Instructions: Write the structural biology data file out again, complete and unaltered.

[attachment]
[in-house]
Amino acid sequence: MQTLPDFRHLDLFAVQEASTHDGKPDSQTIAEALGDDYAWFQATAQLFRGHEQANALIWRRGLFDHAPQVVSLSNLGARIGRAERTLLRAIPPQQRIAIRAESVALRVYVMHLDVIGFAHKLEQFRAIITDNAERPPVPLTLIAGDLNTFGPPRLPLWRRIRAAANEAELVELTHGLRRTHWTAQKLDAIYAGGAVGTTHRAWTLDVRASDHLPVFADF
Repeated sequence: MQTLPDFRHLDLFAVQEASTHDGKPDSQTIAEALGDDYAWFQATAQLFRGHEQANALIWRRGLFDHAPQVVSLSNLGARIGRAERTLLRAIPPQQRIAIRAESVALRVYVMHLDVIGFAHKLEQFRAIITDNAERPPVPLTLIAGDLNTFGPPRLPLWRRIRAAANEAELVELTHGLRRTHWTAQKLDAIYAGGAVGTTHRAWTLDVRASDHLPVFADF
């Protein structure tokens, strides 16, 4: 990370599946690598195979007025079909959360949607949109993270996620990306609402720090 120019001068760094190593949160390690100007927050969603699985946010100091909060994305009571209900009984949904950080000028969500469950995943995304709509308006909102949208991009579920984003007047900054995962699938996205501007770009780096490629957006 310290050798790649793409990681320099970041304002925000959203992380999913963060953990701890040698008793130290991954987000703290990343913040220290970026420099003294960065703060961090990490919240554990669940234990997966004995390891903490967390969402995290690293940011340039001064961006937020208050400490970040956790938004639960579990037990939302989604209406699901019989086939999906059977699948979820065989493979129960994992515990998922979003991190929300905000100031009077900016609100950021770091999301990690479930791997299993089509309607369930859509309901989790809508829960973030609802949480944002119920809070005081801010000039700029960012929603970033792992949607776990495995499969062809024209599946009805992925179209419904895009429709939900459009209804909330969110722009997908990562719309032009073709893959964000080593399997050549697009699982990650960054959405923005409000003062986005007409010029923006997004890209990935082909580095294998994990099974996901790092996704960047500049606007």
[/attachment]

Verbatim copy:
[in-house]
Amino acid sequence: MQTLPDFRHLDLFAVQEASTHDGKPDSQTIAEALGDDYAWFQATAQLFRGHEQANALIWRRGLFDHAPQVVSLSNLGARIGRAERTLLRAIPPQQRIAIRAESVALRVYVMHLDVIGFAHKLEQFRAIITDNAERPPVPLTLIAGDLNTFGPPRLPLWRRIRAAANEAELVELTHGLRRTHWTAQKLDAIYAGGAVGTTHRAWTLDVRASDHLPVFADF
Repeated sequence: MQTLPDFRHLDLFAVQEASTHDGKPDSQTIAEALGDDYAWFQATAQLFRGHEQANALIWRRGLFDHAPQVVSLSNLGARIGRAERTLLRAIPPQQRIAIRAESVALRVYVMHLDVIGFAHKLEQFRAIITDNAERPPVPLTLIAGDLNTFGPPRLPLWRRIRAAANEAELVELTHGLRRTHWTAQKLDAIYAGGAVGTTHRAWTLDVRASDHLPVFADF
């Protein structure tokens, strides 16, 4: 990370599946690598195979007025079909959360949607949109993270996620990306609402720090 120019001068760094190593949160390690100007927050969603699985946010100091909060994305009571209900009984949904950080000028969500469950995943995304709509308006909102949208991009579920984003007047900054995962699938996205501007770009780096490629957006 310290050798790649793409990681320099970041304002925000959203992380999913963060953990701890040698008793130290991954987000703290990343913040220290970026420099003294960065703060961090990490919240554990669940234990997966004995390891903490967390969402995290690293940011340039001064961006937020208050400490970040956790938004639960579990037990939302989604209406699901019989086939999906059977699948979820065989493979129960994992515990998922979003991190929300905000100031009077900016609100950021770091999301990690479930791997299993089509309607369930859509309901989790809508829960973030609802949480944002119920809070005081801010000039700029960012929603970033792992949607776990495995499969062809024209599946009805992925179209419904895009429709939900459009209804909330969110722009997908990562719309032009073709893959964000080593399997050549697009699982990650960054959405923005409000003062986005007409010029923006997004890209990935082909580095294998994990099974996901790092996704960047500049606007």